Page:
"Andiamo capitano, facciamo una doccia."

Translation:Let's go captain, we take a shower.

April 24, 2013

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Wow! That's one useful sentence to know...


come on captain we should shower together to save water!


The translation is correct. Please note that in Italian is: Let's MAKE a shower (FACCIAMO) rather than let's TAKE a shower (PRENDIAMO). Prendiamo una doccia is wrong. Just in case you try to directly translate from English ; )


"Oh capitano, il mio capitano! Facciamo una doccia!"


It could even be an invitation to the captain: let's go captain, let's take a shower. Problably said to Schettino just prior to running aground his boat.


What I pictured in my mind was a mom teasing her son that just came back from playing pirates or something, but I like your version more :)


two versions - the light and the heavy version...kkkk


I translated like that because that sentence makes sense. It wasn't correct.


Finally we get to the more enticing side of Italian!


In Australian and British English one definitely has a shower! We are also very aware that Americans "take" showers, which is not often used in BE countries.


Is this a Sochi protest?


I am going to use this so much in Italy. I just know it.


Facciamo una doccia is correct


f.formica's interpretation makes perfect sense actually, but I still can't stop laughing!


This one threw me for a loop.


But translated as 'we have a shower' is wrong, because that does not mean 'we take a shower'. You would only say 'we have a shower' in reply to a question such as 'In your house do you have a bath or a shower?'


This is wrong; in British English, we have a shower (or a bath) rather than 'taking' a shower.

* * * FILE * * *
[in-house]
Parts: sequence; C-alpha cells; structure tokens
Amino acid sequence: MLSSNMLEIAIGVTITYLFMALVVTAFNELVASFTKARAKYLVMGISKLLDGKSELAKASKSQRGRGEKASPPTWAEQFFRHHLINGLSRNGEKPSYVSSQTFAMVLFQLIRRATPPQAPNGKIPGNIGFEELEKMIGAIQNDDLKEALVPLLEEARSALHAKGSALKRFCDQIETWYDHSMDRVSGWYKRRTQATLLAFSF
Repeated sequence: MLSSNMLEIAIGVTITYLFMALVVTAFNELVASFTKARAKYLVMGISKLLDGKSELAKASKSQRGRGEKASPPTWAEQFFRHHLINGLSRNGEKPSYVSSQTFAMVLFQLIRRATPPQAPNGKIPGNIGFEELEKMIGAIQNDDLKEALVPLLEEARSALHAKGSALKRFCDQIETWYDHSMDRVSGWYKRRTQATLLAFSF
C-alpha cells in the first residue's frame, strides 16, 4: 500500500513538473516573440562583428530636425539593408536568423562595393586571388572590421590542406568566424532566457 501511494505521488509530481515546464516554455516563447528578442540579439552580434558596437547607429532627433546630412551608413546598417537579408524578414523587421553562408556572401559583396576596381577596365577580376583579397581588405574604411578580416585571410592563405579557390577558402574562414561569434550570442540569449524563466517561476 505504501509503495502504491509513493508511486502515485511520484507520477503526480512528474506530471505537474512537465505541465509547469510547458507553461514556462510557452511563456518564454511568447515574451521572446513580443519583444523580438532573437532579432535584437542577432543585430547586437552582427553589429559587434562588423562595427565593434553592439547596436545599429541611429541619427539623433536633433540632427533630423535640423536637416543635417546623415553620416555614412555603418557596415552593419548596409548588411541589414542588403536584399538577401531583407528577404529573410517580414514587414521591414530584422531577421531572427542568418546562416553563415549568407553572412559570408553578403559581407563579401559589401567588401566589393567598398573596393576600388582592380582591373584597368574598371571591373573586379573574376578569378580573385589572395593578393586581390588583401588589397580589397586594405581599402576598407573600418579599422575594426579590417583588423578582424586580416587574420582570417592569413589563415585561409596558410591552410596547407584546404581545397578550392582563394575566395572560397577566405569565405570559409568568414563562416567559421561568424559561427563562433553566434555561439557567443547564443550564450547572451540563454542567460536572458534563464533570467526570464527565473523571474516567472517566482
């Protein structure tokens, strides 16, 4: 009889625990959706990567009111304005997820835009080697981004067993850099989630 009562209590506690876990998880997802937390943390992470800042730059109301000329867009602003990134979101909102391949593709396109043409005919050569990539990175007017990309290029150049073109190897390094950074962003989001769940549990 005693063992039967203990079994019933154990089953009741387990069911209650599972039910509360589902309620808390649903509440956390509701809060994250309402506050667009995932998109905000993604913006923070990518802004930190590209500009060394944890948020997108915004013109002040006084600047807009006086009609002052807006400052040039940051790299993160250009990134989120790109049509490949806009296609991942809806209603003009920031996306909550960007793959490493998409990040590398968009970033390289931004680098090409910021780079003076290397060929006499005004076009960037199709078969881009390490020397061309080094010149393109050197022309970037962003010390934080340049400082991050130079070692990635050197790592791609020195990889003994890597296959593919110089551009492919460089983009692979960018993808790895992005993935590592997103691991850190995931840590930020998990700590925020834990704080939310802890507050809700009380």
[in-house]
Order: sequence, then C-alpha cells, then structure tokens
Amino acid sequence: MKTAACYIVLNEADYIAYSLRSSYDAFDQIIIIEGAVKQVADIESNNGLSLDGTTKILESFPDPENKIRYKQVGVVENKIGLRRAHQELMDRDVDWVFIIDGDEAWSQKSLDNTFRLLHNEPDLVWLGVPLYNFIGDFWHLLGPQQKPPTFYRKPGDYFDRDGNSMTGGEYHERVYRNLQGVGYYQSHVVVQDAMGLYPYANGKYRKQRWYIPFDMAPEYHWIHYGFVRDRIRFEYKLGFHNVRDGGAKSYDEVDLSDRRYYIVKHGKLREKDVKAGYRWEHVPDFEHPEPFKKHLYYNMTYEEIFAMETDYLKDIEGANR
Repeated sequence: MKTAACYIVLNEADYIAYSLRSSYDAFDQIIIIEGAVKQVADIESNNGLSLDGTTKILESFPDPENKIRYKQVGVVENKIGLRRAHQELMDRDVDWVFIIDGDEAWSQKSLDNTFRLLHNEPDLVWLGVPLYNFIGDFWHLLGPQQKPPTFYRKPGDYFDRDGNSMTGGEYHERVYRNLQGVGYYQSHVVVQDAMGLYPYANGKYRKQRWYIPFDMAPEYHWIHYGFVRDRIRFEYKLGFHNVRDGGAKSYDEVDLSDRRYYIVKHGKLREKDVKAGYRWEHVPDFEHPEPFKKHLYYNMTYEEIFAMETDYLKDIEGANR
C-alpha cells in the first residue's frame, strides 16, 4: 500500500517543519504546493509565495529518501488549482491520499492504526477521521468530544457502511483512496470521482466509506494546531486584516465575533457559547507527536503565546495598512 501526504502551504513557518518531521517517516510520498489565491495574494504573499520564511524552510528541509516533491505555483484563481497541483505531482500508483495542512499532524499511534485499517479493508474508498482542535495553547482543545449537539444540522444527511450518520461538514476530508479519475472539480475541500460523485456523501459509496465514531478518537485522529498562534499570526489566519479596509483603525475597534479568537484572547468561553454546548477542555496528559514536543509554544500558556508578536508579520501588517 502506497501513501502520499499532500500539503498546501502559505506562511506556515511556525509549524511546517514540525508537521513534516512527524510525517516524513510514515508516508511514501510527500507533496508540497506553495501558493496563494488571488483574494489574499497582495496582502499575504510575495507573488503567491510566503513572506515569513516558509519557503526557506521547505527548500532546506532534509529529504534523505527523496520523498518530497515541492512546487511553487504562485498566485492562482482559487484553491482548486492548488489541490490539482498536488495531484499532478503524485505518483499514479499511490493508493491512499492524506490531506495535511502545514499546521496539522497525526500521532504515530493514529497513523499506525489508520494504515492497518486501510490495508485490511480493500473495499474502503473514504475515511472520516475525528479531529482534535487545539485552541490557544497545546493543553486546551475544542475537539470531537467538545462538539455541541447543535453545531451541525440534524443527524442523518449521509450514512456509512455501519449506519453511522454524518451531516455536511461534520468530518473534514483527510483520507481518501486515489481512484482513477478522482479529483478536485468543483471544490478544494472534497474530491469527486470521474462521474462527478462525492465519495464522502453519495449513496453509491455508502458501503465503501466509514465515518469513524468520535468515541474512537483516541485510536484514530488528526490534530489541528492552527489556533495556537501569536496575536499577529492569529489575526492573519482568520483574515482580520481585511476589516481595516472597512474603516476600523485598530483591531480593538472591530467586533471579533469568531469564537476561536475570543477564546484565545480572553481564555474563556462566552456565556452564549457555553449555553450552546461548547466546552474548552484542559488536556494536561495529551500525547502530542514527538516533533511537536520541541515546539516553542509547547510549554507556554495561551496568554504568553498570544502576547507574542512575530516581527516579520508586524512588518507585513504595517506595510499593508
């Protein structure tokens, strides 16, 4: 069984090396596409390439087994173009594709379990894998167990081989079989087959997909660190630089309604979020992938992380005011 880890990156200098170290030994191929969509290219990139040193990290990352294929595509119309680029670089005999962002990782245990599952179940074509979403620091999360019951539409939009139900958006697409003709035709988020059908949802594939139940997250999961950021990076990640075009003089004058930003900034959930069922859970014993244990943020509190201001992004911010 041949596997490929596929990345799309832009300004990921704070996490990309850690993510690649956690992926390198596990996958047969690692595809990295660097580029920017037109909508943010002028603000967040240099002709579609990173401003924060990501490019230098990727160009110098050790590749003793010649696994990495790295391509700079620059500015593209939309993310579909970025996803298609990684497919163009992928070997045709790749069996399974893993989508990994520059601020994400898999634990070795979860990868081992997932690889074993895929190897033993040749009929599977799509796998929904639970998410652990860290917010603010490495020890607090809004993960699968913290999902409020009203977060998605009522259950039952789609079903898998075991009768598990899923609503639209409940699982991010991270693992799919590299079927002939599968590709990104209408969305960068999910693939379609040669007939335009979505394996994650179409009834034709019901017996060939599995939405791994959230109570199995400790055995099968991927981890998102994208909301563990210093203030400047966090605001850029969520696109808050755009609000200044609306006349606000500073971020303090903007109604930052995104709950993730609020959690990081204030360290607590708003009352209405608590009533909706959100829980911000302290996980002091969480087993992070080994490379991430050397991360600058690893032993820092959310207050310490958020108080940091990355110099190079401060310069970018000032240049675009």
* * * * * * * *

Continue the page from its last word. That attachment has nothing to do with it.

No: it's a bit more complicated. In English certainly we would say 'I am going to have a shower,' or 'Are you going to have a shower?', or 'I have had a shower,' all meaning that the subjects have showered or are going to have a shower. But that usage does not apply when the pronoun 'we' is used. Again you would say 'We have had showers,' or 'We are going to have showers', but the expression 'We have a shower,' can only be possessive.


but saying "we are having a shower" would indicate showering. Also "when we wake up we have a shower" would indicate showering, not possessing a shower.


English is not my mother tongue, but I'll still guess. Would it make sense to say such a sentence on the event of christening a ship with champagne, with the word "shower" referring to a celebration, something similar to a "baby shower"?


I don't think so, because we don't refer to christenings as "showers." Only certain celebrations count as "showers" - baby showers, as you say, and bridal showers. Why, I have no idea...(maybe because the parents or bride to be are "showered" with presents, whereas you don't shower a boat with presents when you christen it?)


This sentence is crazy!


Hands down, favourite sentence on duo thus far.

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